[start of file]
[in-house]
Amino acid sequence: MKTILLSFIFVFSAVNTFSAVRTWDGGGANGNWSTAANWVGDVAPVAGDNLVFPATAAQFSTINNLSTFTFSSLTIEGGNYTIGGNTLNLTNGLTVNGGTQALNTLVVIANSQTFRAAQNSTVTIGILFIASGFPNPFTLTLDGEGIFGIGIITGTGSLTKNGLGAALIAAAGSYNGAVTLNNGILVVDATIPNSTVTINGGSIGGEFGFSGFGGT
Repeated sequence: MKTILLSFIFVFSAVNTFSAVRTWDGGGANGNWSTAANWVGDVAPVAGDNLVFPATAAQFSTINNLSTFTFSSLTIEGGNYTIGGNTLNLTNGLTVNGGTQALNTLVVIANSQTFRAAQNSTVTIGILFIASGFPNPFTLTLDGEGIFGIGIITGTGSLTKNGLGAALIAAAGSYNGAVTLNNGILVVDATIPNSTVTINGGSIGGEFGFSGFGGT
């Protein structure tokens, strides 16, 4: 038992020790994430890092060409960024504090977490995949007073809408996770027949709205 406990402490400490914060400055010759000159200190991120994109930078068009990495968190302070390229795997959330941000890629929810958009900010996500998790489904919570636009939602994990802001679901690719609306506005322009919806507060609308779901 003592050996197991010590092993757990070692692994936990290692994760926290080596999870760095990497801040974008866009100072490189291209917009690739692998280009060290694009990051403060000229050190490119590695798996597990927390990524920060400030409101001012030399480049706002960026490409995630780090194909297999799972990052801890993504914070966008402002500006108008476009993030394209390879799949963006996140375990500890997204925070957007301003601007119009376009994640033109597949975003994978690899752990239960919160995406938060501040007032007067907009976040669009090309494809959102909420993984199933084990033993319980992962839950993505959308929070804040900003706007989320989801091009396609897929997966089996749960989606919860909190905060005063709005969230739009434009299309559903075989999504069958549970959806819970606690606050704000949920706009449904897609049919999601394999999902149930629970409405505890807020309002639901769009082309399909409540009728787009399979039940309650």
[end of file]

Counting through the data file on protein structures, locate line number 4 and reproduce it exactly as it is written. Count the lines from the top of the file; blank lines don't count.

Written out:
């Protein structure tokens, strides 16, 4: 038992020790994430890092060409960024504090977490995949007073809408996770027949709205 406990402490400490914060400055010759000159200190991120994109930078068009990495968190302070390229795997959330941000890629929810958009900010996500998790489904919570636009939602994990802001679901690719609306506005322009919806507060609308779901 003592050996197991010590092993757990070692692994936990290692994760926290080596999870760095990497801040974008866009100072490189291209917009690739692998280009060290694009990051403060000229050190490119590695798996597990927390990524920060400030409101001012030399480049706002960026490409995630780090194909297999799972990052801890993504914070966008402002500006108008476009993030394209390879799949963006996140375990500890997204925070957007301003601007119009376009994640033109597949975003994978690899752990239960919160995406938060501040007032007067907009976040669009090309494809959102909420993984199933084990033993319980992962839950993505959308929070804040900003706007989320989801091009396609897929997966089996749960989606919860909190905060005063709005969230739009434009299309559903075989999504069958549970959806819970606690606050704000949920706009449904897609049919999601394999999902149930629970409405505890807020309002639901769009082309399909409540009728787009399979039940309650």